Who’s in the mood for some monster catching?
There have been a few releases within the monster catching genre as of late on the App Store. Geomon is one such game, and it makes an earnest attempt to add elements to the genre that Pokemon built. Geomon does things that I would love to see implemented in a Pokemon release, but I can’t say that they make Geomon surpass the title it aims to imitate.
Right down to the title, Geomon mimics the Pokemon franchise. It is a game that, on the surface, seems like Pokemon in nearly every way. The player’s goal is to catch, raise and battle a team of monsters. These monsters have their own elemental strengths and weaknesses, and learn new attacks as they increase in level. Players pit these monsters in battle against monsters found in the field and monsters owned by other trainers in game and in the real world. Like Pokemon, the monsters are all eye-catching but have little in terms of animation during battle.
What Geomon adds is the use of the iPhone’s Global Positioning System (GPS) to track the player’s location. Depending on the player’s location in the real world, different monsters can be found in the wild. Players also encounter different trainers in the real world, and can engage them in battle. On the surface, this sounds great. A few things get in the way of Geomon making full use of this functionality.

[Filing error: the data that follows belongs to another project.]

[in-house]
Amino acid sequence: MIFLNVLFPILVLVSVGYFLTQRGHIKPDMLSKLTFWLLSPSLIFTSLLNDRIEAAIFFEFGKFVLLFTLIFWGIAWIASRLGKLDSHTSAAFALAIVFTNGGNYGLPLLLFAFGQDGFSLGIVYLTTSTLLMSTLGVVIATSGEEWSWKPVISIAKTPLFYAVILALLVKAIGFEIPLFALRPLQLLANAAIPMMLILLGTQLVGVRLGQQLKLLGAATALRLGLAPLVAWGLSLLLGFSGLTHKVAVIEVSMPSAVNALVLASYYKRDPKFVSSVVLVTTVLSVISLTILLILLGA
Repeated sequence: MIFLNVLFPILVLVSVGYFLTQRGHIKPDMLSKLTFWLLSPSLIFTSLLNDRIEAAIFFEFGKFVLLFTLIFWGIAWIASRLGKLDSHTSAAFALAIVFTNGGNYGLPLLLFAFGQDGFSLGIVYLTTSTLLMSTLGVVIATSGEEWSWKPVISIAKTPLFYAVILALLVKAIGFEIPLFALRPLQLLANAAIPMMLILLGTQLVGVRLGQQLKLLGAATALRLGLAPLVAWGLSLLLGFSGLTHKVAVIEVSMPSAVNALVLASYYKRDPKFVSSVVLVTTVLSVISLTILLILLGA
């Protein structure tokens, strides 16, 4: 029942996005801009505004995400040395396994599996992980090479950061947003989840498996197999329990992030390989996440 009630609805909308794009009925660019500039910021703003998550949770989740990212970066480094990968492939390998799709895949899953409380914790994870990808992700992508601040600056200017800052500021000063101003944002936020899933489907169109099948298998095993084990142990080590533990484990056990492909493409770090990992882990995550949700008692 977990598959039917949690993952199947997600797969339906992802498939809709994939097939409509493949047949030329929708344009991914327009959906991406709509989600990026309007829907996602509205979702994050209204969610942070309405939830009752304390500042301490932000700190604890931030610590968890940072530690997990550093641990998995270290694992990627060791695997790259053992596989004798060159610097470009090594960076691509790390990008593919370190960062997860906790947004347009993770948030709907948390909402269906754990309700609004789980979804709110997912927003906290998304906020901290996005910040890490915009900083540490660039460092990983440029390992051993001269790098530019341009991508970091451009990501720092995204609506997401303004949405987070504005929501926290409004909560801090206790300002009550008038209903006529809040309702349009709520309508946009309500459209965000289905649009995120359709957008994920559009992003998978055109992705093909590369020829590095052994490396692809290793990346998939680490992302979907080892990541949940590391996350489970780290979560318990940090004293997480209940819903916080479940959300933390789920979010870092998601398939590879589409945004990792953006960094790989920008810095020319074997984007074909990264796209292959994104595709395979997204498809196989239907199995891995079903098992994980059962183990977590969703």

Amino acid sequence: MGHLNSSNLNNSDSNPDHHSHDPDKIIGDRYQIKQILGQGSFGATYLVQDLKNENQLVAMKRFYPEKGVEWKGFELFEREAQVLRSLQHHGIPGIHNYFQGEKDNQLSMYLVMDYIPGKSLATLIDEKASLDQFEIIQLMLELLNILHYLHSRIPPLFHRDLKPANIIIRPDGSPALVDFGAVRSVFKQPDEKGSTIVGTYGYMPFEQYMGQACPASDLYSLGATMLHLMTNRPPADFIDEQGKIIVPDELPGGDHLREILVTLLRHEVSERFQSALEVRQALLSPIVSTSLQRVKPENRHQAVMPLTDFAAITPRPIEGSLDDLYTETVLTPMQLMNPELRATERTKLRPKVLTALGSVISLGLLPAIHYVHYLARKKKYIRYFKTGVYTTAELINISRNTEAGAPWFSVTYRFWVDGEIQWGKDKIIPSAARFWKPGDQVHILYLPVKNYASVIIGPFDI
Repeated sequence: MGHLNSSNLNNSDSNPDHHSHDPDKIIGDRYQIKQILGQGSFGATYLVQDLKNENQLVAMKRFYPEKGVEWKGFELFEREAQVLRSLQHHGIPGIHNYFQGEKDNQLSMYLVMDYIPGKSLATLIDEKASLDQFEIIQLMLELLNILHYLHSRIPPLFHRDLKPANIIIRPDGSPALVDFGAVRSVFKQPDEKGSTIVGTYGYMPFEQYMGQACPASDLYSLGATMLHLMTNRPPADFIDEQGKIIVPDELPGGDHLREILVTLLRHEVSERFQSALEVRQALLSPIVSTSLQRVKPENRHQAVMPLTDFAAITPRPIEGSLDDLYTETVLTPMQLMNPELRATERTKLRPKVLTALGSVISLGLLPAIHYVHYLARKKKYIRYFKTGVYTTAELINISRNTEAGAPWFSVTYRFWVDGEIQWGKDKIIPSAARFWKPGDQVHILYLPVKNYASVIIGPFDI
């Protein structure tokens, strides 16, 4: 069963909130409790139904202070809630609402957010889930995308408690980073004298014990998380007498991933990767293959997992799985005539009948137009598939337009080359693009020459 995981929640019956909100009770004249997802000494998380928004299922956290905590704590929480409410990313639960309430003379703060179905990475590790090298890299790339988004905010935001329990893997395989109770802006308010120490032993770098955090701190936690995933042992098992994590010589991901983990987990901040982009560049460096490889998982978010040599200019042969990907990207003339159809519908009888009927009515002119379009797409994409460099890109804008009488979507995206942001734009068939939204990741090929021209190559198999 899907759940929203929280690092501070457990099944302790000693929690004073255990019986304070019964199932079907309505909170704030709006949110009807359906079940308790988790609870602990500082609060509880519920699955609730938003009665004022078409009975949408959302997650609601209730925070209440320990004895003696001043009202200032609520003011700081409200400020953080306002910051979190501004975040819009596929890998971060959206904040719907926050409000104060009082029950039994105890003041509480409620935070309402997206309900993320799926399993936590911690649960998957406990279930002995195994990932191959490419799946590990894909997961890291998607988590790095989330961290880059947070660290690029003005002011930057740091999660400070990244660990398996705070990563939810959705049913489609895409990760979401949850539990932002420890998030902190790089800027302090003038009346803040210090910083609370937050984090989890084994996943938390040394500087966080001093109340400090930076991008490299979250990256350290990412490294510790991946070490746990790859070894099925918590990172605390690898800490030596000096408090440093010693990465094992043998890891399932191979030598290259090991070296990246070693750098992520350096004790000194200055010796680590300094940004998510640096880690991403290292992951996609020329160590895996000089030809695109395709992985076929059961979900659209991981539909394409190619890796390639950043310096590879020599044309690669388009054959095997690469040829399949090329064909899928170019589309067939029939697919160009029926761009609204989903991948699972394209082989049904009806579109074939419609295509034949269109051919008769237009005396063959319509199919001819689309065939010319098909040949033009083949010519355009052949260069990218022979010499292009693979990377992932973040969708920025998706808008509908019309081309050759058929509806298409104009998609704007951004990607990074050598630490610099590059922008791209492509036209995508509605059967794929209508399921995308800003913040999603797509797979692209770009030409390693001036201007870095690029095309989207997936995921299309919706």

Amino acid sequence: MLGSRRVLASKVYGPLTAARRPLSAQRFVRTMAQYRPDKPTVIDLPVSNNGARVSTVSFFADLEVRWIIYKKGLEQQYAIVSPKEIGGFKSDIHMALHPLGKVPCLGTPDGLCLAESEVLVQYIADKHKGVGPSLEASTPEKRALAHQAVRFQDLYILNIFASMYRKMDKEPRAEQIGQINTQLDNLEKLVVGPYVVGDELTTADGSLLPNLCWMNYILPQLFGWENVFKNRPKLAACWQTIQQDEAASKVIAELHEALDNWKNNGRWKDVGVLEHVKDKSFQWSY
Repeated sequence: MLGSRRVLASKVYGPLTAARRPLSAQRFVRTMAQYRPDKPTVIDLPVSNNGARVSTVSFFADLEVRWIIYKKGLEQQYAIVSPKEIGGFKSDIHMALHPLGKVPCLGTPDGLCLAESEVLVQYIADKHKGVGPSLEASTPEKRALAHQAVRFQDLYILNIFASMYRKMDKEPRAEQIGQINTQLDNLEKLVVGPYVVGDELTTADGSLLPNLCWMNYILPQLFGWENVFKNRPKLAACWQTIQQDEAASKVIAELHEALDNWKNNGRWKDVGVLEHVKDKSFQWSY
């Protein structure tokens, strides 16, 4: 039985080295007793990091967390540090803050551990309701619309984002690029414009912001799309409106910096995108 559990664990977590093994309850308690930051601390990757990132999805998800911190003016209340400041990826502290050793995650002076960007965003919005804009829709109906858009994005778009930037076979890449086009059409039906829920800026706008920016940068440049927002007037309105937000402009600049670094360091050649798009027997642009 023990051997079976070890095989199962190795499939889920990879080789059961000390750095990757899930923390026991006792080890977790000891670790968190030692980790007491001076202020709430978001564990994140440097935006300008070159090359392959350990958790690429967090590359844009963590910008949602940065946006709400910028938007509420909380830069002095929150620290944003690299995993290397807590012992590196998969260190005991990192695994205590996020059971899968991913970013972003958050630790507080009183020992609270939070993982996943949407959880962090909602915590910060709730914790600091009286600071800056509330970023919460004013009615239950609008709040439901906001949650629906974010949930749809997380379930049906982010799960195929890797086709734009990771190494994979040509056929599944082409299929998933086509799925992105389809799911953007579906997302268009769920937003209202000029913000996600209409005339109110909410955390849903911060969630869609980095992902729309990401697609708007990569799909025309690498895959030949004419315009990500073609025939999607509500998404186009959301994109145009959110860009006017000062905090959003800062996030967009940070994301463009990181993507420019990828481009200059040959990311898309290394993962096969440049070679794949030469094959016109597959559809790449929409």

While the idea of having the actual world serve as your in-game world sounds great, it limits the sense of place, and by extension my sense of purpose within the game. Even if I do explore and find a great monster, I can’t catch it unless my monsters are at a high enough level. In Pokemon, there was at least the hope of catching a high level monster found in a chance encounter. I would have rather had the GPS functionality serve as a secondary map, because I don’t feel like the GPS exploration is consistent enough to work as a game mechanic, and it doesn’t add flavor to the game’s missions.
In fact, missions are the primary pull to the game’s arc, and they are largely comprised of “kill x monsters, report back.” Since reporting back always means tapping a button to submit the quest, the game lacks a sense of real exploration and progression. The actual world map feels divorced from the game’s story content.
It becomes hard to complain about a game that is entirely free. Geomon has a decent control system, a large library of monsters, and the ability to battle real-world people, and this is all free. The story is regrettably tied to the use of in-game coins, and if you want to be able to play the next quest within a reasonable amount of time you will need to pay up. Practically, this requires the use of in-game money. I don’t find the story compelling enough to invest money in it. It goes against my internal instinct to pay for content, and not just time.
The blow is softened by the fact that it doesn’t ask for money up front, but Geomon just isn’t the Pokemon usurper it aims to be.
Geomon is available for free on the App Store.